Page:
A limited number of studies evaluated the mortality rates of patients with sepsis using large samples of Korean patients. In a prospective, multicenter, observation study that included 1,192 adult patients admitted to 22 participating ICUs of 12 university hospitals in Korea, the 28-day mortality rate was 23.0% according to Sepsis-2 septic shock criteria [12]. The new Sepsis-3 definition of septic shock estimates 40% of mortality rate among septic shock patients, therefore, new definition may represent more severe disease than the previous definition. Another observational, prospective, multi-center registry study performed by 10 EDs at tertiary hospitals in Korea found that the 28-day mortality rate of septic shock patients defined according to Sepsis-3 criteria was 25.1%, which is far lower than the mortality rate observed in the present study and that observed by the 2016 SCCM/ESICM task force [13]. To our best knowledge, this is the first study to present data regarding the mortality rates of patients with sepsis, sepsis with organ dysfunction, and septic shock as defined by Sepsis-3 criteria using a large sample of Korean ICU patients.
In conclusion, the concordance rates for sepsis between Sepsis-2 and Sepsis-3 criteria were low, which might be associated with the weak performance of qSOFA. The mortality rate of Korean patients with septic shock was consistent with estimates by the 2016 SCCM/ESICM task force. Not only SOFA but also SIRS was better than qSOFA in predicting ICU and 28-day mortality in Korean ICU patients.

KEY MESSAGES

▪ The concordance rates for sepsis between Sepsis-2 and Sepsis-3 criteria were low, which might be associated with the weak performance of quick Sequential Organ Failure Assessment (qSOFA).
▪ The mortality rate of Korean patients with septic shock was consistent with estimates by the 2016 Society of Critical Care Medicine/European Society of Intensive Care Medicine task force.
▪ Not only SOFA but also systemic inflammatory response syndrome (SIRS) was better than qSOFA in predicting intensive care unit (ICU) and 28-day mortality in Korean ICU patients.

NOTES

CONFLICT OF INTEREST No potential conflict of interest relevant to this article was reported.

AUTHOR CONTRIBUTIONS

Conceptualization: JYK, YK. Data curation: all. Formal analysis: HIK, SWY, JP. Funding acquisition: JYK, GYS, YK. Methodology: TYK, SHL, JYM, JYK, SN, HGR, JP. Project administration: JYK, YK. Visualization: JP, JYK. Writing – original draft: JYK, HIK, GYS, YK. Writing – review & editing: all.

Figure 1.
Mortality rates of all patients, patients with sepsis, patients with sepsis and organ dysfunction, and septic shock patients (classified by Sepsis-3 criteria) in Korean patients with critical illnesses who participated in the fever and antipyretics in critically ill patients evaluation study. ICU: intensive care unit.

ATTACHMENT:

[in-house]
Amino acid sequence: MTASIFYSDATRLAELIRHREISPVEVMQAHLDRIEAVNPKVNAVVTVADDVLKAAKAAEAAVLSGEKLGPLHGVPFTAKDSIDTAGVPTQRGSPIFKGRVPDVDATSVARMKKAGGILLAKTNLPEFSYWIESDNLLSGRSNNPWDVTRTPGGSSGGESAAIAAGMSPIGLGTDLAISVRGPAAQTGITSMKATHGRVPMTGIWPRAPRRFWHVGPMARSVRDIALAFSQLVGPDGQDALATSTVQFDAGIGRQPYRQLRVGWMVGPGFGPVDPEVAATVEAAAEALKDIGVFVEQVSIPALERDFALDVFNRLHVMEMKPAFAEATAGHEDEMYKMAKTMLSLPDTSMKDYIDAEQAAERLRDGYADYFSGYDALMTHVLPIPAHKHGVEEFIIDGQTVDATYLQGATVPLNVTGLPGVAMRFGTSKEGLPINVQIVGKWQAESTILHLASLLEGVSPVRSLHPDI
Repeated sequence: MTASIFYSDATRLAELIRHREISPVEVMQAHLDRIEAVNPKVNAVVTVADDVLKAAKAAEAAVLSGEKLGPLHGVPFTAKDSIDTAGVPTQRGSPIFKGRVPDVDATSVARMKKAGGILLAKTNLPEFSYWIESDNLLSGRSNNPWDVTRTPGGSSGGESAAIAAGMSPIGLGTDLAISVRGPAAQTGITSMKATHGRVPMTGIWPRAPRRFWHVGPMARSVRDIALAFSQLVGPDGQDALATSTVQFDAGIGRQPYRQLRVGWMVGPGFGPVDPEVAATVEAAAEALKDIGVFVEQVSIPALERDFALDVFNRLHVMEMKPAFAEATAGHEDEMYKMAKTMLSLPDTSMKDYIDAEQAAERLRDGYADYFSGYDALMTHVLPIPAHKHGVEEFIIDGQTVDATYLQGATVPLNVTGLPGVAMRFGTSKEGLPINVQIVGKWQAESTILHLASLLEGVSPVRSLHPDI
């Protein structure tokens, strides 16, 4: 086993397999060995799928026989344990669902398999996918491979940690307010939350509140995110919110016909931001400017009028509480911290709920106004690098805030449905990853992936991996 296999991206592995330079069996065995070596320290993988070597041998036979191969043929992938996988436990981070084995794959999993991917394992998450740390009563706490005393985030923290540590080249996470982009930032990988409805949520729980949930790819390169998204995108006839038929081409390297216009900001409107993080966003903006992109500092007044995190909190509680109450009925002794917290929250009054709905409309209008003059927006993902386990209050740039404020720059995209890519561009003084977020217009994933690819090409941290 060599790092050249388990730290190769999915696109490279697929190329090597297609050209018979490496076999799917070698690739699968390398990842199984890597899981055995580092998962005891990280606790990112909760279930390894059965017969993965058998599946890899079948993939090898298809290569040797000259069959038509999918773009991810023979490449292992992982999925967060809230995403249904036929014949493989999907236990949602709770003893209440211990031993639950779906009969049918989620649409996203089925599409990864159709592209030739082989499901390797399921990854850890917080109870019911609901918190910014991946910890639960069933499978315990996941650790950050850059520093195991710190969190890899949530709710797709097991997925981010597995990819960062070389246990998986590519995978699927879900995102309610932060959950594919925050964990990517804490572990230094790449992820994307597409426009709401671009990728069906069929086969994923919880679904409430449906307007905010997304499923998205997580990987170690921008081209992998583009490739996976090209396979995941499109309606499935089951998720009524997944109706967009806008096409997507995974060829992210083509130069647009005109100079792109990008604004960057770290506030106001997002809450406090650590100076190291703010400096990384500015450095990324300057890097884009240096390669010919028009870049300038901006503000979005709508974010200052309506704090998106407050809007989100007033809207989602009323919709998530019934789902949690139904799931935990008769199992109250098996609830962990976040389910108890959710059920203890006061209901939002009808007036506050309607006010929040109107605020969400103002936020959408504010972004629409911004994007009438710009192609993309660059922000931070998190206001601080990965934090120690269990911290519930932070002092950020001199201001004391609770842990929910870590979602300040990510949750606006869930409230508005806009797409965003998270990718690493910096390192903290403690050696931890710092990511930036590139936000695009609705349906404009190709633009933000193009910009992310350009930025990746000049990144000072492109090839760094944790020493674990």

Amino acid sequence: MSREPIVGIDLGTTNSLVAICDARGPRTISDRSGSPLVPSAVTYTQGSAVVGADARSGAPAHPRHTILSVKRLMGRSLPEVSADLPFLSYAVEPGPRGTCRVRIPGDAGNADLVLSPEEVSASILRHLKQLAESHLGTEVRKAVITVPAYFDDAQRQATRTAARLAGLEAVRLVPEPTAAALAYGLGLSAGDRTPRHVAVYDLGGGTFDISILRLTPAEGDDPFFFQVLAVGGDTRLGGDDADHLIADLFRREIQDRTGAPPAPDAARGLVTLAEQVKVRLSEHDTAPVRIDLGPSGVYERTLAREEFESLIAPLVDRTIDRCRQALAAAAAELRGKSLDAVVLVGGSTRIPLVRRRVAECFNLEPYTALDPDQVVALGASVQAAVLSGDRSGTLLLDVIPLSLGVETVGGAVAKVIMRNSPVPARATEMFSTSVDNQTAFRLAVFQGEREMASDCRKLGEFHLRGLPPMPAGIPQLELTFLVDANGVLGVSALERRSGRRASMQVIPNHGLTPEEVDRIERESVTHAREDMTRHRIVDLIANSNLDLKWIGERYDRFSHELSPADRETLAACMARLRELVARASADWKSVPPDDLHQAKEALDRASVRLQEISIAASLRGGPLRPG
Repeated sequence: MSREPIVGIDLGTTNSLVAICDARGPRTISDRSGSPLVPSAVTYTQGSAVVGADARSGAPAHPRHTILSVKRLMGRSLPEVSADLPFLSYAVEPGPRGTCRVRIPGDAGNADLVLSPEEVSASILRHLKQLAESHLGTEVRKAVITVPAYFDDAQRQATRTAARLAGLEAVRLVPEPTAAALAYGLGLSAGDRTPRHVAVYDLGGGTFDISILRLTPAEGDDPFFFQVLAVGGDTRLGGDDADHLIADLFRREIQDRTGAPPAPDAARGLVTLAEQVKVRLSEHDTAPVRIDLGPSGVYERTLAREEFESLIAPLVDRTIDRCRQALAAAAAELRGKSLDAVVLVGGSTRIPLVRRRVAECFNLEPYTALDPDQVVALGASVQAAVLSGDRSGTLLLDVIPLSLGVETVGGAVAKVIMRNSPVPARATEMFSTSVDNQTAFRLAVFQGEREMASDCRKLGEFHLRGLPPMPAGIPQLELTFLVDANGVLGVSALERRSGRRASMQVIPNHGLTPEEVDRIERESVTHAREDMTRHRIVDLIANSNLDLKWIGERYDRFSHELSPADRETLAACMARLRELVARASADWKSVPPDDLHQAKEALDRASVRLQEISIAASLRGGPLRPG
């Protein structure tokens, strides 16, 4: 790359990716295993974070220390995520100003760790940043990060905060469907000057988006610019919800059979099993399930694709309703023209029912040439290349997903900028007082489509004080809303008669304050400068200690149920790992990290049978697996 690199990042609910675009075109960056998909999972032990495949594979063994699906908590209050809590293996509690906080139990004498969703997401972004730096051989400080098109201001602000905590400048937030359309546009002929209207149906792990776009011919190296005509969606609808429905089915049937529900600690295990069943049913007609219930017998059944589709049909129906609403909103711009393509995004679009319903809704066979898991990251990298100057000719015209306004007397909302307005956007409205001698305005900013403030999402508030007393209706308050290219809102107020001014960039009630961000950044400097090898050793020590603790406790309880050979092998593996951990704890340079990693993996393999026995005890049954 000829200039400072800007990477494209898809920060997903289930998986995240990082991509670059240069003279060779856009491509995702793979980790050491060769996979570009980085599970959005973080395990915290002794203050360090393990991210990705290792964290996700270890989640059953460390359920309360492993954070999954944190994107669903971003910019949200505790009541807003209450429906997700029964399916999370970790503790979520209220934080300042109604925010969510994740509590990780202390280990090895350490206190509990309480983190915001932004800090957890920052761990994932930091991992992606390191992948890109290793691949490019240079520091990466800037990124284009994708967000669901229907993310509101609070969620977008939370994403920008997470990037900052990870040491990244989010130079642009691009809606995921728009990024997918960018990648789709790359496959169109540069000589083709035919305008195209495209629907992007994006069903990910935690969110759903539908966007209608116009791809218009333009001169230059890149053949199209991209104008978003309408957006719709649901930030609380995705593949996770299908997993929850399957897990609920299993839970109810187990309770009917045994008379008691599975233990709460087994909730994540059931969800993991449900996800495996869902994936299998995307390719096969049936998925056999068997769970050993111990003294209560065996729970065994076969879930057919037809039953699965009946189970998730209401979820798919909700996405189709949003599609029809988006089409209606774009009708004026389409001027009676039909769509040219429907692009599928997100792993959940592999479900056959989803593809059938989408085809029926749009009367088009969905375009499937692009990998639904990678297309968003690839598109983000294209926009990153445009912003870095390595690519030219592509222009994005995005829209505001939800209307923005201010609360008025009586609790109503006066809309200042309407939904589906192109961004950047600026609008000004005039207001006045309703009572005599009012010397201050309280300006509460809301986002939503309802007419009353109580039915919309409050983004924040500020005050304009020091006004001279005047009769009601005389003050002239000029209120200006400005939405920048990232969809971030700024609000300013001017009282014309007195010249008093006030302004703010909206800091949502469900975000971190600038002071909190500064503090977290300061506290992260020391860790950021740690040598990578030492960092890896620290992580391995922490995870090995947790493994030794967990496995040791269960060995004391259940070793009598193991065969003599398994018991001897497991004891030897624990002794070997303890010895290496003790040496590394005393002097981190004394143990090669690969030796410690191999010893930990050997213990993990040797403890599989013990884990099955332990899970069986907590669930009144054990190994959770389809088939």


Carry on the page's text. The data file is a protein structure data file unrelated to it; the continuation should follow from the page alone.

acc-2018-00318f1.jpg
Figure 2.
Area under the receiver operating characteristic curves (AUROCs) for discriminatory capacity for 28-day mortality and ICU mortality. (A) Twenty-eight–day mortality. AUROC: SOFA, 0.74 (95% CI, 0.68 to 0.79); qSOFA, 0.59 (95% CI, 0.53 to 0.66); SIRS, 0.60 (95% CI, 0.54 to 0.66). (B) ICU mortality. AUROC: SOFA, 0.74 (95% CI, 0.68 to 081); qSOFA, 0.59 (95% CI, 0.52 to 0.66); SIRS, 0.63 (95% CI, 0.57 to 0.70). SOFA: Sequential Organ Failure Assessment; qSOFA: quick SOFA; SIRS: systemic inflammatory response syndrome; CI: confidence interval; ICU: intensive care unit.
acc-2018-00318f2.jpg
Table 1.
Clinical characteristics of Korean patients with critical illnesses by Sepsis-2 criteria
Variable Patient with sepsis Patient without sepsis P-value
No. of patients 383 530 -
Age (yr) 66 (53–74) 61 (48–71) <0.001
Male sex 243 (63.4) 300 (56.6) 0.038
Route of ICU admission
 Surgical ICU (n=328) 16 312 <0.001
  After surgery 6 (37.5) 243 (77.9)
  After emergency surgery 10 (62.5) 69 (22.1)
 Medical ICU (n=582) 367 215 0.051
  General ward 154 (42.0) 97 (45.1)
  Emergency room 203 (55.3) 112 (52.1)
  Other hospital 10 (2.7) 6 (2.8)
Main reasons for ICU care
 Sepsis (n=25) 25 (6.5) 0 <0.001
 Trauma (n=7) 0 7 (1.3) 0.024
 Malignancy (n=2) 1 (0.3) 1 (0.2) 1.000
 Postoperative care (n=114) 2 (0.5) 112 (21.1) <0.001
 Gastrointestinal (n=81) 23 (6.0) 58 (11.0) 0.009
 Renal or metabolic (n=63) 24 (6.3) 39 (7.4) 0.508
 Respiratory (n=363) 252 (66.0) 111 (21.1) <0.001
 Cardiovascular (n=198) 17 (4.5) 181 (34.4) <0.001
 Central nervous (n=23) 17 (4.5) 6 (1.1) 0.002
 Others (n=32) 21 (5.5) 11 (2.1) 0.006
Comorbidity 193 (50.4) 148 (28.0) <0.001
 Malignancy 126 (65.3) 56 (37.8) <0.001
 Liver cirrhosis 29 (15.0) 57 (38.5) <0.001
 End stage renal disease 18 (9.3) 24 (16.2) 0.055
 Immunocompromised 39 (20.2) 19 (12.8) 0.073
 Others 20 (10.4) 17 (11.5) 0.741
Posttransplantation 6 (1.6) 24 (4.5) 0.013

Values are presented as median (range) or number (%).

ICU: intensive care unit.

Table 2.
Treatments methods and clinical outcomes of Korean patients with critical illnesses by Sepsis-2 criteria
Variable Patient with sepsis Patient without sepsis P-value
No. of patients 383 530 -
Use of antipyretics 180 (47.0) 184 (34.8) <0.001
Use of steroid 183 (47.8) 117 (22.2) <0.001
Use of vasopressor 176 (46.6) 196 (37.8) 0.009
Mechanical ventilationa 245 (64.0) 316 (56.3) 0.183
ECMO (n=123) 72 (18.8) 51 (9.6) <0.001
Duration of ICU stay (n=823)b 5 (3–10) 3 (2–5) <0.001
Readmission to ICU 18 (4.7) 27 (5.1) 0.786
Outcome
 28-Day mortality 102 (26.7) 63 (12.1) <0.001
 ICU mortality 85 (22.2) 49 (9.2) <0.001
 Survival in general ward 96 (25.1) 139 (26.6) 0.612
 Discharge from hospital or transfer to another hospital 159 (60.9) 301 (82.7) <0.001

Values are presented as number (%) or median (range).

ECMO: extracorporeal membrane oxygenation; ICU: intensive care unit.

a Mechanical ventilation within the first 24 hours during ICU stay;

b Patients with sepsis, n=336; Patients without sepsis, n=487.

Table 3.
Application of Sepsis-3 criteria to Korean patients with critical illnesses
Variable Patient with sepsis Patient without sepsis P-value
No. of patients 383 530 -
qSOFA score
 Systolic BP ≤100 mmHg 184 (48.7) 149 (28.8) <0.001
 Altered mentality 164 (43.4) 202 (61.0) <0.001
 Respiratory rate ≥22/min 254 (67.2) 294 (57.3) 0.003
 qSOFA ≥2 210 (55.4) 257 (49.1) 0.063
SOFA score
 Pulmonary 2 (1–3) 2 (1–3) 0.428
 Coagulation 1 (0–2) 1 (0–2) 0.385
 Hepatic 0 (0–1) 0 (0–2) 0.065
 Circulatory 1 (0–4) 1 (0–3) 0.009
 Neurologic 1 (0–2) 0 (0–2) 0.012
 Renal A 1 (0–2) 0 (0–1) <0.001
 Renal B 0 0 0.250
 Total score 9 (5–11) 7 (5–10) 0.001
Septic shock
 Persisting hypotension requiring vasopressors (n=372) 176 (46.6) 196 (37.8) 0.009
 Lactate >2 mmol/L (n=329) 141 (40.5) 188 (44.4) 0.273
 Both (total n=771) 98/348 (28.1) 85/423 (20.1) 0.009

Values are presented as number (%) or median (range).

qSOFA: quick Sequential Organ Failure Assessment; BP: blood pressure.